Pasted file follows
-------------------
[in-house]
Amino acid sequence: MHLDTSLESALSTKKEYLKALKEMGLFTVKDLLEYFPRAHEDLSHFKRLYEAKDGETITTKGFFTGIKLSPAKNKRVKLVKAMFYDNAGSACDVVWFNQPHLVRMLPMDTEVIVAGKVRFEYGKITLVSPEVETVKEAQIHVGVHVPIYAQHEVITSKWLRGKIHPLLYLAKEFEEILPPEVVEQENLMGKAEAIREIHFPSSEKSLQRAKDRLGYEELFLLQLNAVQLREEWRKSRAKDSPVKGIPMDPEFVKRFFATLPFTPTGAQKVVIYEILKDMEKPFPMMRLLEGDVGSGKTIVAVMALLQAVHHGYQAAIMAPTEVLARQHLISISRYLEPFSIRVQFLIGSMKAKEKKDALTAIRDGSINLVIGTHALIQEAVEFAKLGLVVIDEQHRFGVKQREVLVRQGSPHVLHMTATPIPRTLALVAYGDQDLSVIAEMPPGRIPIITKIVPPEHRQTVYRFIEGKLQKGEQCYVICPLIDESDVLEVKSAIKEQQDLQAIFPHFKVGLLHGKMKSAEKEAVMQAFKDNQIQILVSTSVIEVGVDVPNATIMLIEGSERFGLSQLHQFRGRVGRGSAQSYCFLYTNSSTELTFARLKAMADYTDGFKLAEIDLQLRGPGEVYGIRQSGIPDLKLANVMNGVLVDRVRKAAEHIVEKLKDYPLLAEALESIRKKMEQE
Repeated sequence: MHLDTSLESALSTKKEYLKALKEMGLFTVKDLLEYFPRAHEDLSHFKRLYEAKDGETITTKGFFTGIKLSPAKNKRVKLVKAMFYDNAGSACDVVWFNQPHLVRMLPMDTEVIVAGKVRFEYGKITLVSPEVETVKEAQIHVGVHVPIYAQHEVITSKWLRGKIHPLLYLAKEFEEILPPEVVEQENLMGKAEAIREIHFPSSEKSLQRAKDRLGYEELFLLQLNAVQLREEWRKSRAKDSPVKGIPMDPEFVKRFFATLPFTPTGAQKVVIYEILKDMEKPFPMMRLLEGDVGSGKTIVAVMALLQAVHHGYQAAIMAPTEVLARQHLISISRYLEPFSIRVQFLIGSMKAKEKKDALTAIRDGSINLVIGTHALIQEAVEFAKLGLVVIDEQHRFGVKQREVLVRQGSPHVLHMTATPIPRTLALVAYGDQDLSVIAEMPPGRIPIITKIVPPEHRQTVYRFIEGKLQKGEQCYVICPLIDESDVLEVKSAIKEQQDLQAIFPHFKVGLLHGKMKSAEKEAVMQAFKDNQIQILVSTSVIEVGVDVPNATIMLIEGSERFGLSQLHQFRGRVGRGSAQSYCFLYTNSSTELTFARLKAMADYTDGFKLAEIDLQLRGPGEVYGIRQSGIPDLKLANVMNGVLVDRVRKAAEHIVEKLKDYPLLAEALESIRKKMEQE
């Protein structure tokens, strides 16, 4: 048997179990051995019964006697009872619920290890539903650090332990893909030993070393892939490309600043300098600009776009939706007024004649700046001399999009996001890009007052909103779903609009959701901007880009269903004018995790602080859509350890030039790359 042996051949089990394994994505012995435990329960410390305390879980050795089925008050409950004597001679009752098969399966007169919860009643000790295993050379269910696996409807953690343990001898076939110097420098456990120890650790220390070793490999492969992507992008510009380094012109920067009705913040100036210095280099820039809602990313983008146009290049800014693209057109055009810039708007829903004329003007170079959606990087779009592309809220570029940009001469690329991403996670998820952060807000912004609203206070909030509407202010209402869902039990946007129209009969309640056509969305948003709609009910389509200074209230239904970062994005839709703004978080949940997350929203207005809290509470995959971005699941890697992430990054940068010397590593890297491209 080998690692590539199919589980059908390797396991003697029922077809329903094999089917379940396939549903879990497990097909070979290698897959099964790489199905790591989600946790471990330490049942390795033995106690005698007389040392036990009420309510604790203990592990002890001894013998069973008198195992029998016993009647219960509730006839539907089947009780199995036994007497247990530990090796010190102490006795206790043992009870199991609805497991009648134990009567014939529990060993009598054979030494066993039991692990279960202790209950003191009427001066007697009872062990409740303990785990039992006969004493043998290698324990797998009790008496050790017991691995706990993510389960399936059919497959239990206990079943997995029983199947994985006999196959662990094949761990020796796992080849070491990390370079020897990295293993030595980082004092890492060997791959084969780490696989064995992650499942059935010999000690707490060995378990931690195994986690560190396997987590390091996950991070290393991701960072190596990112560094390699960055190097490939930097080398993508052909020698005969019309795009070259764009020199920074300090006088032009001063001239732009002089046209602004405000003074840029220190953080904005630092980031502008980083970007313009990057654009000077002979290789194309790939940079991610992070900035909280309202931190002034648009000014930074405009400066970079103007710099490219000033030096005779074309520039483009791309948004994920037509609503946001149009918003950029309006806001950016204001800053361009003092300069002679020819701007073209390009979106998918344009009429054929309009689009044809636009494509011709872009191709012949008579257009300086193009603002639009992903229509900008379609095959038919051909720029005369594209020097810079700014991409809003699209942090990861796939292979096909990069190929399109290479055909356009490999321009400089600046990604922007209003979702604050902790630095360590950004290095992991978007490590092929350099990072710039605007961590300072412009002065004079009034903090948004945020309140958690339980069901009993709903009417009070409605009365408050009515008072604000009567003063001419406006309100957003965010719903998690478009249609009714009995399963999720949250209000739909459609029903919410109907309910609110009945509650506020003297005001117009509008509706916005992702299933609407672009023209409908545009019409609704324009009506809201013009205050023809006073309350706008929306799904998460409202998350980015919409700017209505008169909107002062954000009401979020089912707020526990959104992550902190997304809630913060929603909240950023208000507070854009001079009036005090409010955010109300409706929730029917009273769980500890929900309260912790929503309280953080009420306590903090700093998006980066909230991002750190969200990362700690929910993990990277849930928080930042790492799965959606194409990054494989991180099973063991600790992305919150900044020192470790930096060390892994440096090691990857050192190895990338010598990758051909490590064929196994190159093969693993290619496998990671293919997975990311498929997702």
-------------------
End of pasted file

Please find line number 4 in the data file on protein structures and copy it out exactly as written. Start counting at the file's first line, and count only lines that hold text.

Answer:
């Protein structure tokens, strides 16, 4: 048997179990051995019964006697009872619920290890539903650090332990893909030993070393892939490309600043300098600009776009939706007024004649700046001399999009996001890009007052909103779903609009959701901007880009269903004018995790602080859509350890030039790359 042996051949089990394994994505012995435990329960410390305390879980050795089925008050409950004597001679009752098969399966007169919860009643000790295993050379269910696996409807953690343990001898076939110097420098456990120890650790220390070793490999492969992507992008510009380094012109920067009705913040100036210095280099820039809602990313983008146009290049800014693209057109055009810039708007829903004329003007170079959606990087779009592309809220570029940009001469690329991403996670998820952060807000912004609203206070909030509407202010209402869902039990946007129209009969309640056509969305948003709609009910389509200074209230239904970062994005839709703004978080949940997350929203207005809290509470995959971005699941890697992430990054940068010397590593890297491209 080998690692590539199919589980059908390797396991003697029922077809329903094999089917379940396939549903879990497990097909070979290698897959099964790489199905790591989600946790471990330490049942390795033995106690005698007389040392036990009420309510604790203990592990002890001894013998069973008198195992029998016993009647219960509730006839539907089947009780199995036994007497247990530990090796010190102490006795206790043992009870199991609805497991009648134990009567014939529990060993009598054979030494066993039991692990279960202790209950003191009427001066007697009872062990409740303990785990039992006969004493043998290698324990797998009790008496050790017991691995706990993510389960399936059919497959239990206990079943997995029983199947994985006999196959662990094949761990020796796992080849070491990390370079020897990295293993030595980082004092890492060997791959084969780490696989064995992650499942059935010999000690707490060995378990931690195994986690560190396997987590390091996950991070290393991701960072190596990112560094390699960055190097490939930097080398993508052909020698005969019309795009070259764009020199920074300090006088032009001063001239732009002089046209602004405000003074840029220190953080904005630092980031502008980083970007313009990057654009000077002979290789194309790939940079991610992070900035909280309202931190002034648009000014930074405009400066970079103007710099490219000033030096005779074309520039483009791309948004994920037509609503946001149009918003950029309006806001950016204001800053361009003092300069002679020819701007073209390009979106998918344009009429054929309009689009044809636009494509011709872009191709012949008579257009300086193009603002639009992903229509900008379609095959038919051909720029005369594209020097810079700014991409809003699209942090990861796939292979096909990069190929399109290479055909356009490999321009400089600046990604922007209003979702604050902790630095360590950004290095992991978007490590092929350099990072710039605007961590300072412009002065004079009034903090948004945020309140958690339980069901009993709903009417009070409605009365408050009515008072604000009567003063001419406006309100957003965010719903998690478009249609009714009995399963999720949250209000739909459609029903919410109907309910609110009945509650506020003297005001117009509008509706916005992702299933609407672009023209409908545009019409609704324009009506809201013009205050023809006073309350706008929306799904998460409202998350980015919409700017209505008169909107002062954000009401979020089912707020526990959104992550902190997304809630913060929603909240950023208000507070854009001079009036005090409010955010109300409706929730029917009273769980500890929900309260912790929503309280953080009420306590903090700093998006980066909230991002750190969200990362700690929910993990990277849930928080930042790492799965959606194409990054494989991180099973063991600790992305919150900044020192470790930096060390892994440096090691990857050192190895990338010598990758051909490590064929196994190159093969693993290619496998990671293919997975990311498929997702």